POZ - XVI International AIDS Conference (2006) : IAC: Encouraging Data on Etravirine (TMC-125) - by Tim Horn

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Back to home » Conference Coverage » XVI International AIDS Conference (2006)

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IAC: Encouraging Data on Etravirine (TMC-125)
by Tim Horn

August 15, 2006 (AIDSmeds)—Researchers at the XVI International AIDS Conference in Toronto have reported 48-week results from a phase II clinical trial of etravirine (TMC-125), Tibotec's experimental non-nucleoside reverse transcriptase inhibitor (NNRTI). The new data, reviewed by Cal Cohen, MD, of the Community Research Initiative of New England in Boston at a poster session on Tuesday, indicate that etravirine may offer long-term effectiveness to patients who have tried and failed other HIV treatments, including currently approved NNRTIs.

The study (TMC125-C223) enrolled 199 HIV-positive patients who had failed regimens containing NNRTIs and protease inhibitors in the past. The study volunteers were randomized to one of two etravirine doses (400mg or 800mg twice-daily) plus an "optimized background regimen" (OBR) consisting of available HIV medications. These patients were compared to an "active control" group, in which patients cobbled together the best possible regimen using approved HIV medications.

By week 48, approximately 39 of the 40 (98%) patients in the active control group had discontinued their selected treatment, mostly due to rebounding viral loads. In both etravirine groups, rebounds in viral load were only seen in 9% of the patients. Patients in the active control group remained on their selected treatment regimen for an average of 18 weeks, compared to an average of time on therapy of 48 weeks in the etravirine groups.

Dr. Cohen's group also reported that 23% of patients in the 400mg etravirine group and 22% of patients in the 800mg etravirine group had viral loads below 50 after 48 weeks of treatment, compared to no patients in the active control group. Approximately 31% of patients in the 400mg etravirine group and 34% of patients in the 800mg etravirine group had viral loads that were at least 1 log below their baseline results, compared to only 8% in the active control group.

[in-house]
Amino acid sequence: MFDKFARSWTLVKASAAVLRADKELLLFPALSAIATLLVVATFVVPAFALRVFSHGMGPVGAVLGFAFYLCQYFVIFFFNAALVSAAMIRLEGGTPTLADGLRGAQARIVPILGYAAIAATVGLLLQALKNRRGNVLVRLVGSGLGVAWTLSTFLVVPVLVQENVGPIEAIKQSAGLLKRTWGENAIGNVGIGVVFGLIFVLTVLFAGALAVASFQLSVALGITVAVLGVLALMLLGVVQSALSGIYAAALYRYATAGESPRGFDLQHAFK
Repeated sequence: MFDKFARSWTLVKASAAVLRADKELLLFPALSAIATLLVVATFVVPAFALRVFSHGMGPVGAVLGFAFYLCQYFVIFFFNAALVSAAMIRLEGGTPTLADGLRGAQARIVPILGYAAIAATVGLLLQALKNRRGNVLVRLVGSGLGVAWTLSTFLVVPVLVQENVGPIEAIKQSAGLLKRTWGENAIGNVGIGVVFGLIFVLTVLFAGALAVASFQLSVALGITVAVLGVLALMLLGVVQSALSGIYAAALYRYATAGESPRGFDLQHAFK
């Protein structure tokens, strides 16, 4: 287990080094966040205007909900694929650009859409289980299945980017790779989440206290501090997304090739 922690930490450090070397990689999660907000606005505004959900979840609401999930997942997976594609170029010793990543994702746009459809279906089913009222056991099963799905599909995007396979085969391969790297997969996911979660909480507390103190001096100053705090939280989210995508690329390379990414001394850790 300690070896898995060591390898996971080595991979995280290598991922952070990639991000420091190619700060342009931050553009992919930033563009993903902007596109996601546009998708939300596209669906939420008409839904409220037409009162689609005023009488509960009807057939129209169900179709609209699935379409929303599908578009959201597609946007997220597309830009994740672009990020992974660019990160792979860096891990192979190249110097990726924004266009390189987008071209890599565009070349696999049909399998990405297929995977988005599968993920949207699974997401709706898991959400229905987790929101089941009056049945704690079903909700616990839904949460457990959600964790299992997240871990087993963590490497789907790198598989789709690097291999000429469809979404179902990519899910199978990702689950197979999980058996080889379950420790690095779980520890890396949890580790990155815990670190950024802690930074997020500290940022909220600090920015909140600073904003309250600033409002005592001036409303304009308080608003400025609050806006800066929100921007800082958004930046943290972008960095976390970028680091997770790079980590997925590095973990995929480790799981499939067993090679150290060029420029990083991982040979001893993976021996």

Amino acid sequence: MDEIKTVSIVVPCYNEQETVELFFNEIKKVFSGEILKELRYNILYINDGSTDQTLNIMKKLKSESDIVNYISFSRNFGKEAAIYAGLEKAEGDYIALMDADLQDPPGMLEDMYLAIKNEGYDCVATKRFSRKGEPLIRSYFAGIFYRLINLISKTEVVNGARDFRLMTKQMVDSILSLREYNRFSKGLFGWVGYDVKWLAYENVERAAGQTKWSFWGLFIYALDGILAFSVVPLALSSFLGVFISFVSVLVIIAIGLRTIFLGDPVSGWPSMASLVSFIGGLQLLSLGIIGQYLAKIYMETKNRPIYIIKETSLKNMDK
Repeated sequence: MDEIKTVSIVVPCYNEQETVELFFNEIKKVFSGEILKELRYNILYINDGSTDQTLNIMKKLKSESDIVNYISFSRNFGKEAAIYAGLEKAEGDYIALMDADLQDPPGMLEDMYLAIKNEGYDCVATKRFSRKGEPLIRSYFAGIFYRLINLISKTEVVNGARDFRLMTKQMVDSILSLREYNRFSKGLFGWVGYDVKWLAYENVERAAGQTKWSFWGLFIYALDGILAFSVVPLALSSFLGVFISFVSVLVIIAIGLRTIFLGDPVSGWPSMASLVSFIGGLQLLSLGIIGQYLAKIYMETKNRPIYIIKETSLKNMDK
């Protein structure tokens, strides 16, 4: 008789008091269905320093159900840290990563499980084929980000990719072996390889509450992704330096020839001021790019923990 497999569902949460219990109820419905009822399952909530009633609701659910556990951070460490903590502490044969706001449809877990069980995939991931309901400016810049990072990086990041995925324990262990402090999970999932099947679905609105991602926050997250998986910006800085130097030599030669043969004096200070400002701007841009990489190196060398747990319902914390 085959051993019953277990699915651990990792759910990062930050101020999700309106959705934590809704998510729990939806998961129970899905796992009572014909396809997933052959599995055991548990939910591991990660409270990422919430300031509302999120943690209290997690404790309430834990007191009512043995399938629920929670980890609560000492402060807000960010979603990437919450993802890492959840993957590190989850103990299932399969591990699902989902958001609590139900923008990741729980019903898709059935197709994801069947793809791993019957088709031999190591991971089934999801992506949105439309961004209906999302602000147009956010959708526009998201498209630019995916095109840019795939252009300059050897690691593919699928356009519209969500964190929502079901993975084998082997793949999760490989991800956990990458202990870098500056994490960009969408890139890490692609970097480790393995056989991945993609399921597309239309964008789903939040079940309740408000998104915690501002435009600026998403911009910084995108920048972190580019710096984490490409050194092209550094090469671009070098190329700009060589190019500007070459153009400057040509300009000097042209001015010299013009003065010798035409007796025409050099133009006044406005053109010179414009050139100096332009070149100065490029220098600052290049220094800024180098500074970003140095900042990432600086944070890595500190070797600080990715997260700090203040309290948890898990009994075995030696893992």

Patients with the fewest HIV mutations conferring resistance to current NNRTIs – such as K103N and Y181C - had the most pronounced reductions in viral load. For example, in the 800mg etravirine group, patients with only one NNRTI mutation saw their viral loads reduced by 1.67 log by the end of the study, compared to a 0.54 log reduction in patients with HIV containing three or more NNRTI mutations.

As for CD4 counts (T cell counts), there was a 61 cell increase in the 800mg etravirine group and a 58 cell increase in the 400mg group. In the active control group, there was only a 13 cell increase.

Because most patients in the active control group discontinued their selected treatment relatively early in the trial, a true comparison of the side effects isn't really possible. Looking only at patients in the etravirine groups, approximately 22% experienced diarrhea, 20% experienced some type of rash, 20% experienced injection-site reactions (caused by administration of Fuzeon®), and 20% experienced fever. Other reported side effects, occurring in greater that 10% of patients on an etravrine-containing combination, included fatigue, headache, and insomnia.

These data, Dr. Cohen reported, are encouraging. The results of etravirine's larger phase III clinical trials, which are being conducted to support the anticipated 2007 approval of the drug, are eagerly anticipated.

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